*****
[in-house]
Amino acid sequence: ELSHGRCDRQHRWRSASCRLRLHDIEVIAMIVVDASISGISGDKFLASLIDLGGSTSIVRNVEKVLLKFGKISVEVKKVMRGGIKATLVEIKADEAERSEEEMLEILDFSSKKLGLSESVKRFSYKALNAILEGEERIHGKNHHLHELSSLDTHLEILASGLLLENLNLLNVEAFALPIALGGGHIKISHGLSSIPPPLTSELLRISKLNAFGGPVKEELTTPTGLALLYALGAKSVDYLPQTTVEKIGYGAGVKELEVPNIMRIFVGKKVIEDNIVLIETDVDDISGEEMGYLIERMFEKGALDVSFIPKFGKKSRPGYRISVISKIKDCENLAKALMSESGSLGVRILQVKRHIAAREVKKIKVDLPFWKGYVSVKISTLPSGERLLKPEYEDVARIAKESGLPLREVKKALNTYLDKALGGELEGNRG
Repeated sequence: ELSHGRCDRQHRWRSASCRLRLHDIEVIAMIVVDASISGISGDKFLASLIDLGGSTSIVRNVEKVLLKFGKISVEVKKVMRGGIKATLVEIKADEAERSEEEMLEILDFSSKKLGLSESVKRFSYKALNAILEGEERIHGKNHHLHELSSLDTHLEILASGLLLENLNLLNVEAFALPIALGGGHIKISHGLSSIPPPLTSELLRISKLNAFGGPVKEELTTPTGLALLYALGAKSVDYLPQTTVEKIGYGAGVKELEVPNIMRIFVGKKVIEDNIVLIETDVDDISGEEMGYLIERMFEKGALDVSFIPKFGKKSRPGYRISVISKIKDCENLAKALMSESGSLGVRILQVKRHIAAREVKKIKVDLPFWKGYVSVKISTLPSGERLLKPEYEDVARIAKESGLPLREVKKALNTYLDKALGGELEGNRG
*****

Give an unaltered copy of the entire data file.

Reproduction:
[in-house]
Amino acid sequence: ELSHGRCDRQHRWRSASCRLRLHDIEVIAMIVVDASISGISGDKFLASLIDLGGSTSIVRNVEKVLLKFGKISVEVKKVMRGGIKATLVEIKADEAERSEEEMLEILDFSSKKLGLSESVKRFSYKALNAILEGEERIHGKNHHLHELSSLDTHLEILASGLLLENLNLLNVEAFALPIALGGGHIKISHGLSSIPPPLTSELLRISKLNAFGGPVKEELTTPTGLALLYALGAKSVDYLPQTTVEKIGYGAGVKELEVPNIMRIFVGKKVIEDNIVLIETDVDDISGEEMGYLIERMFEKGALDVSFIPKFGKKSRPGYRISVISKIKDCENLAKALMSESGSLGVRILQVKRHIAAREVKKIKVDLPFWKGYVSVKISTLPSGERLLKPEYEDVARIAKESGLPLREVKKALNTYLDKALGGELEGNRG
Repeated sequence: ELSHGRCDRQHRWRSASCRLRLHDIEVIAMIVVDASISGISGDKFLASLIDLGGSTSIVRNVEKVLLKFGKISVEVKKVMRGGIKATLVEIKADEAERSEEEMLEILDFSSKKLGLSESVKRFSYKALNAILEGEERIHGKNHHLHELSSLDTHLEILASGLLLENLNLLNVEAFALPIALGGGHIKISHGLSSIPPPLTSELLRISKLNAFGGPVKEELTTPTGLALLYALGAKSVDYLPQTTVEKIGYGAGVKELEVPNIMRIFVGKKVIEDNIVLIETDVDDISGEEMGYLIERMFEKGALDVSFIPKFGKKSRPGYRISVISKIKDCENLAKALMSESGSLGVRILQVKRHIAAREVKKIKVDLPFWKGYVSVKISTLPSGERLLKPEYEDVARIAKESGLPLREVKKALNTYLDKALGGELEGNRG